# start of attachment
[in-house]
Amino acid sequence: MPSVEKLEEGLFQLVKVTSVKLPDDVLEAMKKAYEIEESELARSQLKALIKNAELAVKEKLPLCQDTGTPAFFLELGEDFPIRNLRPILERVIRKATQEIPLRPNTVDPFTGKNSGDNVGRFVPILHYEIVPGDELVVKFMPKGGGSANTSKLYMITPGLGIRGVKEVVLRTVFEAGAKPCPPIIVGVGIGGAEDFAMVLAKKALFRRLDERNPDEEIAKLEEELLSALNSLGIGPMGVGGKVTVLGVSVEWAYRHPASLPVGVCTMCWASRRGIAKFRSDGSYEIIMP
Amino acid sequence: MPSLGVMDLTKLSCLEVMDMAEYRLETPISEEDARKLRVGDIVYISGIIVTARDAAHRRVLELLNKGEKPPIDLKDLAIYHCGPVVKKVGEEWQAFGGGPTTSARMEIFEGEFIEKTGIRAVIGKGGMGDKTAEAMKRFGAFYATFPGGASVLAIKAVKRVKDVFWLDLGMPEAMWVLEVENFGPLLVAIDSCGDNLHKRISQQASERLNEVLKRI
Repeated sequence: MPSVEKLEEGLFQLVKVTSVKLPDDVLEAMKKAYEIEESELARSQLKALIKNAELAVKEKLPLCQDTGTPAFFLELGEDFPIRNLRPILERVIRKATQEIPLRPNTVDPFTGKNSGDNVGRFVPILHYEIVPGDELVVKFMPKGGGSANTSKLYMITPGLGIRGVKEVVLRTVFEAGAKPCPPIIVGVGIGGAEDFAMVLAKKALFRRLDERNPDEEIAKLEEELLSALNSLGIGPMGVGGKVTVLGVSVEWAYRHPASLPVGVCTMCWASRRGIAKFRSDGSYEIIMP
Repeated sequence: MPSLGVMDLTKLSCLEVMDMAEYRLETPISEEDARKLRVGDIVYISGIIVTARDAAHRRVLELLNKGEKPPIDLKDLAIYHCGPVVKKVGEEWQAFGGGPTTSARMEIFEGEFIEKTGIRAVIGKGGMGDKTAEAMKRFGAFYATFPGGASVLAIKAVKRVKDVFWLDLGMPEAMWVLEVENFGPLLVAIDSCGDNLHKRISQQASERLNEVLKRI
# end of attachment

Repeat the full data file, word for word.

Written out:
[in-house]
Amino acid sequence: MPSVEKLEEGLFQLVKVTSVKLPDDVLEAMKKAYEIEESELARSQLKALIKNAELAVKEKLPLCQDTGTPAFFLELGEDFPIRNLRPILERVIRKATQEIPLRPNTVDPFTGKNSGDNVGRFVPILHYEIVPGDELVVKFMPKGGGSANTSKLYMITPGLGIRGVKEVVLRTVFEAGAKPCPPIIVGVGIGGAEDFAMVLAKKALFRRLDERNPDEEIAKLEEELLSALNSLGIGPMGVGGKVTVLGVSVEWAYRHPASLPVGVCTMCWASRRGIAKFRSDGSYEIIMP
Amino acid sequence: MPSLGVMDLTKLSCLEVMDMAEYRLETPISEEDARKLRVGDIVYISGIIVTARDAAHRRVLELLNKGEKPPIDLKDLAIYHCGPVVKKVGEEWQAFGGGPTTSARMEIFEGEFIEKTGIRAVIGKGGMGDKTAEAMKRFGAFYATFPGGASVLAIKAVKRVKDVFWLDLGMPEAMWVLEVENFGPLLVAIDSCGDNLHKRISQQASERLNEVLKRI
Repeated sequence: MPSVEKLEEGLFQLVKVTSVKLPDDVLEAMKKAYEIEESELARSQLKALIKNAELAVKEKLPLCQDTGTPAFFLELGEDFPIRNLRPILERVIRKATQEIPLRPNTVDPFTGKNSGDNVGRFVPILHYEIVPGDELVVKFMPKGGGSANTSKLYMITPGLGIRGVKEVVLRTVFEAGAKPCPPIIVGVGIGGAEDFAMVLAKKALFRRLDERNPDEEIAKLEEELLSALNSLGIGPMGVGGKVTVLGVSVEWAYRHPASLPVGVCTMCWASRRGIAKFRSDGSYEIIMP
Repeated sequence: MPSLGVMDLTKLSCLEVMDMAEYRLETPISEEDARKLRVGDIVYISGIIVTARDAAHRRVLELLNKGEKPPIDLKDLAIYHCGPVVKKVGEEWQAFGGGPTTSARMEIFEGEFIEKTGIRAVIGKGGMGDKTAEAMKRFGAFYATFPGGASVLAIKAVKRVKDVFWLDLGMPEAMWVLEVENFGPLLVAIDSCGDNLHKRISQQASERLNEVLKRI